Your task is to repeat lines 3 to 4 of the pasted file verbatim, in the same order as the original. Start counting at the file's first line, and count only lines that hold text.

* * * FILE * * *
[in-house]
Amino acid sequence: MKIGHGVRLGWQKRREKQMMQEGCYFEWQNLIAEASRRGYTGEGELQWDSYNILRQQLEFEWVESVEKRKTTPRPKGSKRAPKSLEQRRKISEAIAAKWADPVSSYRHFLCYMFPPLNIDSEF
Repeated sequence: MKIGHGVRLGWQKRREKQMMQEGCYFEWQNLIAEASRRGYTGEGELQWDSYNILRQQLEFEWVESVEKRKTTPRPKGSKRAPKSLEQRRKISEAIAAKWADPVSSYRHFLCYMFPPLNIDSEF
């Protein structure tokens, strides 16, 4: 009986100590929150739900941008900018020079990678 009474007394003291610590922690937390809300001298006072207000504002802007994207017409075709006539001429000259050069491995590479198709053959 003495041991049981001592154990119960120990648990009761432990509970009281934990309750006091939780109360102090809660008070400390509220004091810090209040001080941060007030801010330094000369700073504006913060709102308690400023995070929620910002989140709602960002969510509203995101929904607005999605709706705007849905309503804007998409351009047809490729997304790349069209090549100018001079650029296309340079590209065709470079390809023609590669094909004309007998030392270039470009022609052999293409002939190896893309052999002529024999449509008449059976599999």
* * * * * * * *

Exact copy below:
Repeated sequence: MKIGHGVRLGWQKRREKQMMQEGCYFEWQNLIAEASRRGYTGEGELQWDSYNILRQQLEFEWVESVEKRKTTPRPKGSKRAPKSLEQRRKISEAIAAKWADPVSSYRHFLCYMFPPLNIDSEF
């Protein structure tokens, strides 16, 4: 009986100590929150739900941008900018020079990678 009474007394003291610590922690937390809300001298006072207000504002802007994207017409075709006539001429000259050069491995590479198709053959 003495041991049981001592154990119960120990648990009761432990509970009281934990309750006091939780109360102090809660008070400390509220004091810090209040001080941060007030801010330094000369700073504006913060709102308690400023995070929620910002989140709602960002969510509203995101929904607005999605709706705007849905309503804007998409351009047809490729997304790349069209090549100018001079650029296309340079590209065709470079390809023609590669094909004309007998030392270039470009022609052999293409002939190896893309052999002529024999449509008449059976599999």